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Northwest Gardening: More Color, Less Water

Brought to you by Lowe's Creative Ideas

Sedum ‘Angelina’ and portulaca are two water-thrifty succulents that add color to your drought-resistant landscape.

sedum and portulaca surrounded by stones

By Marianne Binnetti

I have been cutting back on my garden’s drinking but amping up the color by adding two bright succulents.

My go-to favorites are the flowering portulaca for bright blooms, and the dependable sedum ‘Angelina’ for year-round golden foliage. Hot, dry summer weather doesn’t wilt either of these well-behaved succulents, which have replaced the thirstier perennials that grew in my mounded garden bed. By mulching the new planting with gravel, I discourage weeds and keep those succulents happy because rock absorbs and holds the heat these two sun-lovers enjoy.

gold sedum foliage plant spilling from urn container

Sedum ‘Angelina’ is the prolific superstar of any drought-resistant landscape because this hugging ground cover blocks out weeds and can also trail from pots. Best of all, ‘Angelina’ survives the winter in my garden and adapts to either shade or sun. ‘Angelina’ even thrives in the dry shade beneath my cedar trees.

golden foliage growing near boulder

Growing Tip: Substitute sedum ‘Angelina’ for lawn in your difficult-to-water landscape areas. It grows around stepping-stones, and fills in the cracks between boulders.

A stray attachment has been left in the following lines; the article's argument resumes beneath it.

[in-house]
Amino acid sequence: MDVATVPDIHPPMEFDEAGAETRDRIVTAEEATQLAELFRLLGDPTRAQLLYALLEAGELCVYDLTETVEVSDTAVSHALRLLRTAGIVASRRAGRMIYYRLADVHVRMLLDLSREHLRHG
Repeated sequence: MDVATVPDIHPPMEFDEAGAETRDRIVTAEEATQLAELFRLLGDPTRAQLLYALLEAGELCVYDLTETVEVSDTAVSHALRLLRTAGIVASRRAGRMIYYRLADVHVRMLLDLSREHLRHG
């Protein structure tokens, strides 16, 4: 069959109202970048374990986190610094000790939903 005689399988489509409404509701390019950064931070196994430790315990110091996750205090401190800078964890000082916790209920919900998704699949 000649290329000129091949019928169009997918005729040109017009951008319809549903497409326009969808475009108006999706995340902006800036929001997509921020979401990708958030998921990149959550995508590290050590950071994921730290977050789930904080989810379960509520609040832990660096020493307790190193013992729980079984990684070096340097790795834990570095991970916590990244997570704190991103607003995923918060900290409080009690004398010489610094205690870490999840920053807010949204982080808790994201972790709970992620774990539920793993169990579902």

Close-up of pink flowers

Portulaca has a shorter life span than ‘Angelina’, rarely surviving the winter, but its bright blooms more than make up for the lack of winter hardiness. Hot-pink, bright-yellow, or orange rosettes cover the creeping plants — and the petals look as if they have been crafted from tissue paper. The flower shape is why portulaca is also known as moss rose. I like to think of portulaca as the napping flower: On hot afternoons the petals close up so the flowers can take a little rest. 

two urns in front of white gate

Growing Tip: Portulaca is not fussy about soil, but it does need good drainage. Plant it in a raised or mounded bed, or use it in a pot with large drainage holes, and a handful of extra sand or perlite added to your regular potting soil.

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